Two main regions of Primadona require our attention in future, both with showing good promise of development. The first is the old, deep pitch series, left unvisited below the Adjovcina pitch due to time constraints. The state of the ‘lead’ at the limit of exploration is unknown, but may hold the key to reaching a magic ‘-600 to -800 m’ structural level, which has proved very fertile in Vrtnarjia. The second is the major horizontal development named ‘Smer0’, heading north from the start of Galerija, at -250 m from the entrance of the cave. Several other undescended pitches at various levels of the cave were left due to time or logistical constraints, namely above and below TTT pitch on the Povezava branch, and off the horizontal levels of the Monatip side of the cave system. Finally, several leads at depth in Vrtnarija remain unpushed but necessitate the set-up of an underground camp. Those are described in the 2015 expedition report.
Set-up of the surface camp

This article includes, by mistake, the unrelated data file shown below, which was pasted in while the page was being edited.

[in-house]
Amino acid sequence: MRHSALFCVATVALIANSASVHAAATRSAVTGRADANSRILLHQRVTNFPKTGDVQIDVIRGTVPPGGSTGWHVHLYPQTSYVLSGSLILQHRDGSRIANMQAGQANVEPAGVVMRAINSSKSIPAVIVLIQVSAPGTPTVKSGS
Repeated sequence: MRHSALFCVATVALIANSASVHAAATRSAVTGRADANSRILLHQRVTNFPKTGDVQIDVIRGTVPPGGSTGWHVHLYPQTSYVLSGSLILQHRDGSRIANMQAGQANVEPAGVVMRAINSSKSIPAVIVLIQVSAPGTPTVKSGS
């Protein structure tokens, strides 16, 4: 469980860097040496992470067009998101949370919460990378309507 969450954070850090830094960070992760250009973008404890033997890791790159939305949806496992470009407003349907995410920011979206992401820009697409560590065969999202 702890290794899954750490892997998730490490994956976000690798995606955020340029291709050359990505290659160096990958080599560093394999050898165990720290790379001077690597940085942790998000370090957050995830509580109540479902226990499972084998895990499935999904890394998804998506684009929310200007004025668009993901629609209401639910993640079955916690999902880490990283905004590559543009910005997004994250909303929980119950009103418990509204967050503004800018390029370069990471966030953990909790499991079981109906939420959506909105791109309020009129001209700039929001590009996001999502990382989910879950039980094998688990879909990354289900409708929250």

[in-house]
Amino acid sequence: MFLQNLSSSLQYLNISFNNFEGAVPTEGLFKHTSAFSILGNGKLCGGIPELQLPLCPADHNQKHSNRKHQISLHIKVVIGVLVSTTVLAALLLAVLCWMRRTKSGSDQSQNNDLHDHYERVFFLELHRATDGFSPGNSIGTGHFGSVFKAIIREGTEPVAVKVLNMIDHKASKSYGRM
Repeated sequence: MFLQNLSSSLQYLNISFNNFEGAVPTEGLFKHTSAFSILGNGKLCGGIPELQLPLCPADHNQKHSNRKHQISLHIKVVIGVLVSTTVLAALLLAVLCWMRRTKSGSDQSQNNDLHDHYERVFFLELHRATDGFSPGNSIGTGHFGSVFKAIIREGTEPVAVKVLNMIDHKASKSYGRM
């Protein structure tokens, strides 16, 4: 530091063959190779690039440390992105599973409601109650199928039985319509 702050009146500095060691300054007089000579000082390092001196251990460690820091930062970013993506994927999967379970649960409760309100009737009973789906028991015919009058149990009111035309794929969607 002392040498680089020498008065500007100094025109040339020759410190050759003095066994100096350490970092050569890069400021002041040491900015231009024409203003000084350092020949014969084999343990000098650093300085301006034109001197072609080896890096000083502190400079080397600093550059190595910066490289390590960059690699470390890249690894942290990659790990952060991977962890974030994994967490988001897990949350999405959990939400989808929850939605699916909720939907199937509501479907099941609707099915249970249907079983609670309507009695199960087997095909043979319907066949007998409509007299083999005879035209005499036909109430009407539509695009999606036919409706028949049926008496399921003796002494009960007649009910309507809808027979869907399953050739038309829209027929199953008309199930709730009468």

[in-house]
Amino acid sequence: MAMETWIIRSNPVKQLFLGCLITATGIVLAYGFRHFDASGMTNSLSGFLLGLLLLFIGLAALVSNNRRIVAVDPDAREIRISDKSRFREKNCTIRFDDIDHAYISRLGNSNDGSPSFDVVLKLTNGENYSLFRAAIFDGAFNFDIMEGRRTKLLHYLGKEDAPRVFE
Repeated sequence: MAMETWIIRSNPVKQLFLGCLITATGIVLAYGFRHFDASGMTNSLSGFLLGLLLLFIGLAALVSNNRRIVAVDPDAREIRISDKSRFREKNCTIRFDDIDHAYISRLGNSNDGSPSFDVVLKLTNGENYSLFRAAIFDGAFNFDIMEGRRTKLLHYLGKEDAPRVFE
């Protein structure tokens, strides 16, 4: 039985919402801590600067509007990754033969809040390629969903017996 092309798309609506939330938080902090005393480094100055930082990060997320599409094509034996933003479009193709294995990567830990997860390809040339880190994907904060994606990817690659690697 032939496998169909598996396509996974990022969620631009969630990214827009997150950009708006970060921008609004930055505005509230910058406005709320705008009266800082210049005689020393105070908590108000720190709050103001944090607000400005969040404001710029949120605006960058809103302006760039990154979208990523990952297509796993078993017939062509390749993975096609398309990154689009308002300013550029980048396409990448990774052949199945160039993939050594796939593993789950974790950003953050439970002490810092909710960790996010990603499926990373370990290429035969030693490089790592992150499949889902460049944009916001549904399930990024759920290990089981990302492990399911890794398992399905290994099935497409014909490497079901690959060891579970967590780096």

Two expedition cavers flew out to Trieste and made their way to Tolmin a week earlier than the main expedition with the aim to start the set-up the surface camp. This provided the opportunity to strengthen ties with the local alpine caving club, the JSPDT. A nine seater minibus was hired from Imperial College Union for four weeks and two days, starting on Friday July 8th, ending on Sunday August 7th. This was driven from South Kensington to Tolmin, Slovenia via a Dover-Calais car ferry. Special permission was acquired by the JSPDT to camp in the Triglav National Park. The van was driven up to Tolminske Ravne on the next morning, where the Koblucar family kindly let us use their barn to unload and store equipment waiting to be carried up the hill (final 900 m ascent to our bivouac spot). The bivy was then occupied non-stop until the end of exploration.